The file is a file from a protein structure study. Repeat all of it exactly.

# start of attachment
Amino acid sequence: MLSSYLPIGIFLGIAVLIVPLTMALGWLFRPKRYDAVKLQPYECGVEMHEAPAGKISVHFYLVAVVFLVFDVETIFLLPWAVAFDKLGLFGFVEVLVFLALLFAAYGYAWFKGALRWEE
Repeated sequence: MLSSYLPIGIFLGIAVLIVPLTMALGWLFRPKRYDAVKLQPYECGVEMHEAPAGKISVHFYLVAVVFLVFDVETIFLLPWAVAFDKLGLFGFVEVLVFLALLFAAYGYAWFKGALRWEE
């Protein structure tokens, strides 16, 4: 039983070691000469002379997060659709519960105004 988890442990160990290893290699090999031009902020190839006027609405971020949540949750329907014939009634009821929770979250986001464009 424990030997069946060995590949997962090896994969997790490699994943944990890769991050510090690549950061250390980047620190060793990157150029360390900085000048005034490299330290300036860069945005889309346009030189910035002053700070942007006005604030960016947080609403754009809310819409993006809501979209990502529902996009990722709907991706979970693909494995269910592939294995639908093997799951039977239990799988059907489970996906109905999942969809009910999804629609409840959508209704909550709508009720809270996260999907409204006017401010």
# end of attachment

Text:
Amino acid sequence: MLSSYLPIGIFLGIAVLIVPLTMALGWLFRPKRYDAVKLQPYECGVEMHEAPAGKISVHFYLVAVVFLVFDVETIFLLPWAVAFDKLGLFGFVEVLVFLALLFAAYGYAWFKGALRWEE
Repeated sequence: MLSSYLPIGIFLGIAVLIVPLTMALGWLFRPKRYDAVKLQPYECGVEMHEAPAGKISVHFYLVAVVFLVFDVETIFLLPWAVAFDKLGLFGFVEVLVFLALLFAAYGYAWFKGALRWEE
């Protein structure tokens, strides 16, 4: 039983070691000469002379997060659709519960105004 988890442990160990290893290699090999031009902020190839006027609405971020949540949750329907014939009634009821929770979250986001464009 424990030997069946060995590949997962090896994969997790490699994943944990890769991050510090690549950061250390980047620190060793990157150029360390900085000048005034490299330290300036860069945005889309346009030189910035002053700070942007006005604030960016947080609403754009809310819409993006809501979209990502529902996009990722709907991706979970693909494995269910592939294995639908093997799951039977239990799988059907489970996906109905999942969809009910999804629609409840959508209704909550709508009720809270996260999907409204006017401010």